If you know your dog can’t be left alone without barking and disturbing the other hotel guests, then consider room service or take-out for meals.

Another option is to find a local pet sitter. Ask local friends, the hotel concierge, and social media. 

Returning Home – Post-Travel Dog Care

After a long road trip with your dog, it’s important to take some time to care for them once you return home. Here are some tips for post-travel dog care:

  1. Give Your Dog Rest – Traveling can be exhausting for you and your dog, so make sure to give them plenty of time to rest and recover. My dogs are usually tired for a couple of days after longer trips.
  2. Provide Plenty of Water and Food  If you’ve withheld water and food for the car ride your dog will be thirsty and hungry. Don’t over feed your dog though, it could cause an upset stomach eating too much food at once. 
  3. Give Your Dog a Bath – After spending hours in the car, and going on adventures, your dog may need a good bath. You may even be able to stop on your way home at a local pet store that has a doggy bath station. We did this after spending the day at the beach in Florida.
  4. Check for Fleas and Ticks – During your trip, your dog may have picked up some unwanted hitchhikers. Check your dog’s fur for any fleas or ticks and remove them immediately. I keep this tick remover on my keychain. You may want to use a flea and tick preventative but read this warning first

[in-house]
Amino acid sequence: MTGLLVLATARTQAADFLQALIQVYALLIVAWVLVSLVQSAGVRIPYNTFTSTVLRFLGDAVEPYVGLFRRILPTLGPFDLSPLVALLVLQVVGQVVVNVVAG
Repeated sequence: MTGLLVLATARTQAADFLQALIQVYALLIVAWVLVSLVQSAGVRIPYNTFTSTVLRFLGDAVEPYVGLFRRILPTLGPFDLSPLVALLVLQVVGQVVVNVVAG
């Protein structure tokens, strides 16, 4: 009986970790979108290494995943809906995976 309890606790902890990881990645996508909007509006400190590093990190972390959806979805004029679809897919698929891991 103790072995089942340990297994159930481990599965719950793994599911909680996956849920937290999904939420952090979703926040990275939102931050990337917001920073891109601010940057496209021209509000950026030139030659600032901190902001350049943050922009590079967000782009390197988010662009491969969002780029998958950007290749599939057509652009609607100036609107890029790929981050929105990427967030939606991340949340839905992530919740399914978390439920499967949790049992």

5. Clean Your Car – After a long road trip, your car is likely to be a mess. Unpack and clean your car thoroughly. This will help remove any pet hair, dirt, or debris that may have accumulated during your trip. Use a vacuum to clean the seats and floor, and wipe down any surfaces with a non-toxic cleaner.


Traveling with your dog in the car is an adventure that can create lasting memories for both of you. From short day trips to long cross-country adventures, ensuring your pup’s comfort, safety, and well-being should always be a top priority. 

I hope you will feel comfortable taking new experiences with your dog and traveling more with them on the open road. It’s a great way to bond with your dog, have fun together, and enjoy life as a dog parent. Have safe travels, and please leave a comment below and tell me all about your trip!